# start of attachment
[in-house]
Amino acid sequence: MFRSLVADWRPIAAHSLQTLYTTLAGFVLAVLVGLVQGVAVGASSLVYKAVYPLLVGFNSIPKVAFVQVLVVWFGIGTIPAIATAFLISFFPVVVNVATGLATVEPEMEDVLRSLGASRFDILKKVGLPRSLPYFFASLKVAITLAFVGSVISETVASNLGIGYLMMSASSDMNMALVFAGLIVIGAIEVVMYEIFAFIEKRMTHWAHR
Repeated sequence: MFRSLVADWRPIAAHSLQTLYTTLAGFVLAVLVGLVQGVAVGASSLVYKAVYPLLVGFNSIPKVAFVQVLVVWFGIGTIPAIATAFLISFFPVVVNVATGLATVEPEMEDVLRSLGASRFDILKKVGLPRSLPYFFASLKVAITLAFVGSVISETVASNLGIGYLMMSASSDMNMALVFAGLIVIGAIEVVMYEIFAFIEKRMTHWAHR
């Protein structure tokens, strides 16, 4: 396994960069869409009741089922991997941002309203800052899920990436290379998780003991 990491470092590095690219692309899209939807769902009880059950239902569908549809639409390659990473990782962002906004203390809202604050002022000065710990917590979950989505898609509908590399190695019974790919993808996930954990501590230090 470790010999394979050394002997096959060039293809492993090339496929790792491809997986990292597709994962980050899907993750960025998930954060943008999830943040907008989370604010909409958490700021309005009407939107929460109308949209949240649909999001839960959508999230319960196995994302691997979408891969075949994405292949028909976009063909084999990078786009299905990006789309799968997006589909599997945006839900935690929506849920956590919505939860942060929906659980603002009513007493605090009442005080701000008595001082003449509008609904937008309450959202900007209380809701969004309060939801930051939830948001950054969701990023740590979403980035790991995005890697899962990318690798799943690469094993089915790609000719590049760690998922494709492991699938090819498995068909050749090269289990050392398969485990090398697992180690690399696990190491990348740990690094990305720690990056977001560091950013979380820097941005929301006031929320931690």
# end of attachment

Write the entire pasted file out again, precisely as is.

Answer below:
[in-house]
Amino acid sequence: MFRSLVADWRPIAAHSLQTLYTTLAGFVLAVLVGLVQGVAVGASSLVYKAVYPLLVGFNSIPKVAFVQVLVVWFGIGTIPAIATAFLISFFPVVVNVATGLATVEPEMEDVLRSLGASRFDILKKVGLPRSLPYFFASLKVAITLAFVGSVISETVASNLGIGYLMMSASSDMNMALVFAGLIVIGAIEVVMYEIFAFIEKRMTHWAHR
Repeated sequence: MFRSLVADWRPIAAHSLQTLYTTLAGFVLAVLVGLVQGVAVGASSLVYKAVYPLLVGFNSIPKVAFVQVLVVWFGIGTIPAIATAFLISFFPVVVNVATGLATVEPEMEDVLRSLGASRFDILKKVGLPRSLPYFFASLKVAITLAFVGSVISETVASNLGIGYLMMSASSDMNMALVFAGLIVIGAIEVVMYEIFAFIEKRMTHWAHR
């Protein structure tokens, strides 16, 4: 396994960069869409009741089922991997941002309203800052899920990436290379998780003991 990491470092590095690219692309899209939807769902009880059950239902569908549809639409390659990473990782962002906004203390809202604050002022000065710990917590979950989505898609509908590399190695019974790919993808996930954990501590230090 470790010999394979050394002997096959060039293809492993090339496929790792491809997986990292597709994962980050899907993750960025998930954060943008999830943040907008989370604010909409958490700021309005009407939107929460109308949209949240649909999001839960959508999230319960196995994302691997979408891969075949994405292949028909976009063909084999990078786009299905990006789309799968997006589909599997945006839900935690929506849920956590919505939860942060929906659980603002009513007493605090009442005080701000008595001082003449509008609904937008309450959202900007209380809701969004309060939801930051939830948001950054969701990023740590979403980035790991995005890697899962990318690798799943690469094993089915790609000719590049760690998922494709492991699938090819498995068909050749090269289990050392398969485990090398697992180690690399696990190491990348740990690094990305720690990056977001560091950013979380820097941005929301006031929320931690």